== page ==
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Cannes: ‘Wonderstruck’ Director Todd Haynes Says Amazon ‘Loves Cinema’

Wonderstruck” director Todd Haynes leaped to the defense of Amazon in Cannes on Thursday, saying that the streaming service was as interested in the big-screen movie experience as he and his filmmaking counterparts.

Asked about the debate over Netflix’s role at Cannes, Haynes quickly deflected the conversation to Amazon, which backed his Cannes competition entry “Wonderstruck” alongside Roadside Attractions.

“The film division at Amazon is made up of true cineastes who love movies and really want to try and provide opportunity for independent film visions to find their footing in a vastly shifting market,” Haynes told reporters at the press conference for his competition entry. “They love cinema.”

With Netflix’s approach to theatrical releases unclear, Haynes said Amazon is behind the vision for films such as “Wonderstruck,” which are meant for theaters. “This was always about the experience of seeing something on the big screen, and I think that’s something Amazon is as committed to as we are,” Haynes said.

His robust defense of Amazon came a day after Will Smith and Pedro Almodovar, members of the Cannes jury, clashed over Netflix at the festival’s opening-day news conference.

Not everyone was so supportive of Amazon at Thursday morning’s press screening of “Wonderstruck.” A loud but isolated groan could be heard when Amazon Studios’ credit came up on screen, though the moviegoer’s objection wasn’t clear.

Two of the movie’s three child actors attended the news conference, including deaf newcomer Millicent Simmonds, who signed an emotional tribute to Haynes and the team, and Jaden Michael, who fought back tears when talking about the experience of making the movie.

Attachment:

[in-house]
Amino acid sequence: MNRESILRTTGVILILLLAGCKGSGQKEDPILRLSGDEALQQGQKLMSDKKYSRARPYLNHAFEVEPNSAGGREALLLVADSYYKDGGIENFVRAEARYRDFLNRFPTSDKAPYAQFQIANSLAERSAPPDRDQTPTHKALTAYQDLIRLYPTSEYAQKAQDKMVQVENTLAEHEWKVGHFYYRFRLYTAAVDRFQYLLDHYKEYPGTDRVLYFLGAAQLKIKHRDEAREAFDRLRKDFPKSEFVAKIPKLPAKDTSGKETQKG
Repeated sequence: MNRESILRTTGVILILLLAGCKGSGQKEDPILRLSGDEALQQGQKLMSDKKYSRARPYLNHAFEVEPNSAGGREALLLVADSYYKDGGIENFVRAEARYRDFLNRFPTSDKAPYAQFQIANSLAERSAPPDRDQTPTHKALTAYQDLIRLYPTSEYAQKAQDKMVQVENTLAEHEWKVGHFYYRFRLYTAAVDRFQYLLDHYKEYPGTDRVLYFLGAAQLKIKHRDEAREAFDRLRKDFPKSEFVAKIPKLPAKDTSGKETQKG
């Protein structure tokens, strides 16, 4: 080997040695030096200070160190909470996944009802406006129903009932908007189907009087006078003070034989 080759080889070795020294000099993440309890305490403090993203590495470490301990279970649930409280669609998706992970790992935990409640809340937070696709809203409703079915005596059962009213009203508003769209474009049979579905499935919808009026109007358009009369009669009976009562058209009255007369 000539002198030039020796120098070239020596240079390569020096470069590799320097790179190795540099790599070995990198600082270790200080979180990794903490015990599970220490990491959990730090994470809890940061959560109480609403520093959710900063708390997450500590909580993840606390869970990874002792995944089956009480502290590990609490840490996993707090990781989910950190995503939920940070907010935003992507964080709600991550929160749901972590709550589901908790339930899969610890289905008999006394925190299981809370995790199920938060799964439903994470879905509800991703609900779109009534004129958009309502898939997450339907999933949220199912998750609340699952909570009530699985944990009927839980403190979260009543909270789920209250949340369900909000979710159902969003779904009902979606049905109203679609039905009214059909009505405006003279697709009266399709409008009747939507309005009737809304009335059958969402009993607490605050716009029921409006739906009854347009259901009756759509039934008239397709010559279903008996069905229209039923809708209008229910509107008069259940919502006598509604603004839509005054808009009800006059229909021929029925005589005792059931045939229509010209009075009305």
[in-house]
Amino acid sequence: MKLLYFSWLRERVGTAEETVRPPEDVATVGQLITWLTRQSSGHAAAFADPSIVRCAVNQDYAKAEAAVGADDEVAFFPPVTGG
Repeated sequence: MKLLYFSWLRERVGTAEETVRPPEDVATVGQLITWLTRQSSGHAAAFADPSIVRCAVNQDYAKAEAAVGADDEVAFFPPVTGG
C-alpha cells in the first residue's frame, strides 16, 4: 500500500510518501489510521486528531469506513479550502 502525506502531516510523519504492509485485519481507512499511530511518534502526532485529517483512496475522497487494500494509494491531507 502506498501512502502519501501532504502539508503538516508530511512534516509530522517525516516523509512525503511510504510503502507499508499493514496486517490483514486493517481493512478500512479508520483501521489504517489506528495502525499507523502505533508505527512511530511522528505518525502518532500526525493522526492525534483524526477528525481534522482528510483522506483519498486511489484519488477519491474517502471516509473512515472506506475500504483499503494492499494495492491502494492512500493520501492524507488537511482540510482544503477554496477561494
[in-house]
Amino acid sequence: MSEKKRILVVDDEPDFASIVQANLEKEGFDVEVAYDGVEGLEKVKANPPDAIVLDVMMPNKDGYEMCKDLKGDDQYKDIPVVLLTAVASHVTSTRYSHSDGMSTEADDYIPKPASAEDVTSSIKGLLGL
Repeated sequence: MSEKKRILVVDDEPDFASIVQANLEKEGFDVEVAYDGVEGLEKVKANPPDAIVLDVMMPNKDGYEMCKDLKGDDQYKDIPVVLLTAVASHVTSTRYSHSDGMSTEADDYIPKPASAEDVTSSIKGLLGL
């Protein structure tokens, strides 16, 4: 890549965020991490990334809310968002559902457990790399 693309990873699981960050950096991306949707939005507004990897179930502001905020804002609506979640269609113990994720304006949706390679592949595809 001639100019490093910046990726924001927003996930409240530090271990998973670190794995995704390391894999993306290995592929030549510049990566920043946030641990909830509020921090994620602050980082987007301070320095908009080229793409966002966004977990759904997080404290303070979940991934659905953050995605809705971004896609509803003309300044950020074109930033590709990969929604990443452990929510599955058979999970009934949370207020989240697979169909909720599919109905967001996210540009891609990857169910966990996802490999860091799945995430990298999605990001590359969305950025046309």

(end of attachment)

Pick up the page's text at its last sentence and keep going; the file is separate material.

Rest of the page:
Star Julianne Moore spoke about working with Haynes for the fourth time. “He’s much meaner,” she joked, then added: “You don’t have to do anything in Todd’s movies — he’s done it all for you. He’s set it up technically, cinematically, linguistically; all you have to do is enter the world.”

Haynes repaid the compliment. “She understood this almost unimaginable character on the page and brought a dimension to it I was still feeling out, a specificity and clarity, and made the film work,” he said.

“Wonderstruck,” Haynes’ seventh feature, is based upon a 2011 Brian Selznick illustrated children’s book. Selznick penned the screenplay.

It is a “double period” film that follows two young protagonists in 1920s and 1970s New York and Minnesota as an interlinked mystery unfolds. The black-and-white 1920s sections are dialogue-free and contrast with full-color sections in Minnesota and New York, which plays host to the film’s climax.

Early reviews were mixed. “It may gently push the buttons of more than a few moviegoers, but it’s an ambitious doohickey impersonating a work of art,” Variety chief critic Owen Gleiberman said.

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